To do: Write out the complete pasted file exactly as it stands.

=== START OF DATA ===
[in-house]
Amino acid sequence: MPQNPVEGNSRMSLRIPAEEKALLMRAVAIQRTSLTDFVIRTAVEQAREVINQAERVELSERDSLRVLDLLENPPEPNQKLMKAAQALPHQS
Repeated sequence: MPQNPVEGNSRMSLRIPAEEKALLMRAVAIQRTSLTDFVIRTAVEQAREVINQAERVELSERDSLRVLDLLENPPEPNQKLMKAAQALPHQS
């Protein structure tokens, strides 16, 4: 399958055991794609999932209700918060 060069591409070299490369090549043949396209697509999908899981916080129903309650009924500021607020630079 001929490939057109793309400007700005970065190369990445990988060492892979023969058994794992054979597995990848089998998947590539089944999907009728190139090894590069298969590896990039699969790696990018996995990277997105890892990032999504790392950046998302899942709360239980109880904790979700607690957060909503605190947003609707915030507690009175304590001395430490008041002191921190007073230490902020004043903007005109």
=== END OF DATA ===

[in-house]
Amino acid sequence: MPQNPVEGNSRMSLRIPAEEKALLMRAVAIQRTSLTDFVIRTAVEQAREVINQAERVELSERDSLRVLDLLENPPEPNQKLMKAAQALPHQS
Repeated sequence: MPQNPVEGNSRMSLRIPAEEKALLMRAVAIQRTSLTDFVIRTAVEQAREVINQAERVELSERDSLRVLDLLENPPEPNQKLMKAAQALPHQS
């Protein structure tokens, strides 16, 4: 399958055991794609999932209700918060 060069591409070299490369090549043949396209697509999908899981916080129903309650009924500021607020630079 001929490939057109793309400007700005970065190369990445990988060492892979023969058994794992054979597995990848089998998947590539089944999907009728190139090894590069298969590896990039699969790696990018996995990277997105890892990032999504790392950046998302899942709360239980109880904790979700607690957060909503605190947003609707915030507690009175304590001395430490008041002191921190007073230490902020004043903007005109």